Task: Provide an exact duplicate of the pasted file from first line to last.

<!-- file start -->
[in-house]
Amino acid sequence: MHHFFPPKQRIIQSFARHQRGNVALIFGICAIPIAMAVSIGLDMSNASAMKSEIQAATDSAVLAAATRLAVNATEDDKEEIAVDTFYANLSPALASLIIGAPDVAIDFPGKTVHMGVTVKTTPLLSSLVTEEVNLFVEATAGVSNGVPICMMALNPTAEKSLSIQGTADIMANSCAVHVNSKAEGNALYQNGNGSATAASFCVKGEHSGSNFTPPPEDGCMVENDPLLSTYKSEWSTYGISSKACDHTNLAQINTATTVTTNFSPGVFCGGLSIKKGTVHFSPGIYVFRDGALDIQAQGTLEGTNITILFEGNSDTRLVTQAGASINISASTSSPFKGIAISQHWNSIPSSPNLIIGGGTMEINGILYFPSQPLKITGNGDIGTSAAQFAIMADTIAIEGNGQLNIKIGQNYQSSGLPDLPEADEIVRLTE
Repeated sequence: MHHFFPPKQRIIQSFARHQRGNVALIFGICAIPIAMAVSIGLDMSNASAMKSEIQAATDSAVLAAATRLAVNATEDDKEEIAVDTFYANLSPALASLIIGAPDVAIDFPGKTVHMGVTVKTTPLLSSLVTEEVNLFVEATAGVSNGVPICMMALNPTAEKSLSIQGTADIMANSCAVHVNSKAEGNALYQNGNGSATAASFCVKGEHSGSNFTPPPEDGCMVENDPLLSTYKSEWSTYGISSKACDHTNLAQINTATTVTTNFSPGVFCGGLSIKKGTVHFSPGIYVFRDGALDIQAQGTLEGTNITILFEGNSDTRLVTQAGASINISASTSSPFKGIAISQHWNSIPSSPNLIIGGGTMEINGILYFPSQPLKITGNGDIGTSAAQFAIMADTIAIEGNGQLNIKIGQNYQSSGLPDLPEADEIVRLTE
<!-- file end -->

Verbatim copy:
[in-house]
Amino acid sequence: MHHFFPPKQRIIQSFARHQRGNVALIFGICAIPIAMAVSIGLDMSNASAMKSEIQAATDSAVLAAATRLAVNATEDDKEEIAVDTFYANLSPALASLIIGAPDVAIDFPGKTVHMGVTVKTTPLLSSLVTEEVNLFVEATAGVSNGVPICMMALNPTAEKSLSIQGTADIMANSCAVHVNSKAEGNALYQNGNGSATAASFCVKGEHSGSNFTPPPEDGCMVENDPLLSTYKSEWSTYGISSKACDHTNLAQINTATTVTTNFSPGVFCGGLSIKKGTVHFSPGIYVFRDGALDIQAQGTLEGTNITILFEGNSDTRLVTQAGASINISASTSSPFKGIAISQHWNSIPSSPNLIIGGGTMEINGILYFPSQPLKITGNGDIGTSAAQFAIMADTIAIEGNGQLNIKIGQNYQSSGLPDLPEADEIVRLTE
Repeated sequence: MHHFFPPKQRIIQSFARHQRGNVALIFGICAIPIAMAVSIGLDMSNASAMKSEIQAATDSAVLAAATRLAVNATEDDKEEIAVDTFYANLSPALASLIIGAPDVAIDFPGKTVHMGVTVKTTPLLSSLVTEEVNLFVEATAGVSNGVPICMMALNPTAEKSLSIQGTADIMANSCAVHVNSKAEGNALYQNGNGSATAASFCVKGEHSGSNFTPPPEDGCMVENDPLLSTYKSEWSTYGISSKACDHTNLAQINTATTVTTNFSPGVFCGGLSIKKGTVHFSPGIYVFRDGALDIQAQGTLEGTNITILFEGNSDTRLVTQAGASINISASTSSPFKGIAISQHWNSIPSSPNLIIGGGTMEINGILYFPSQPLKITGNGDIGTSAAQFAIMADTIAIEGNGQLNIKIGQNYQSSGLPDLPEADEIVRLTE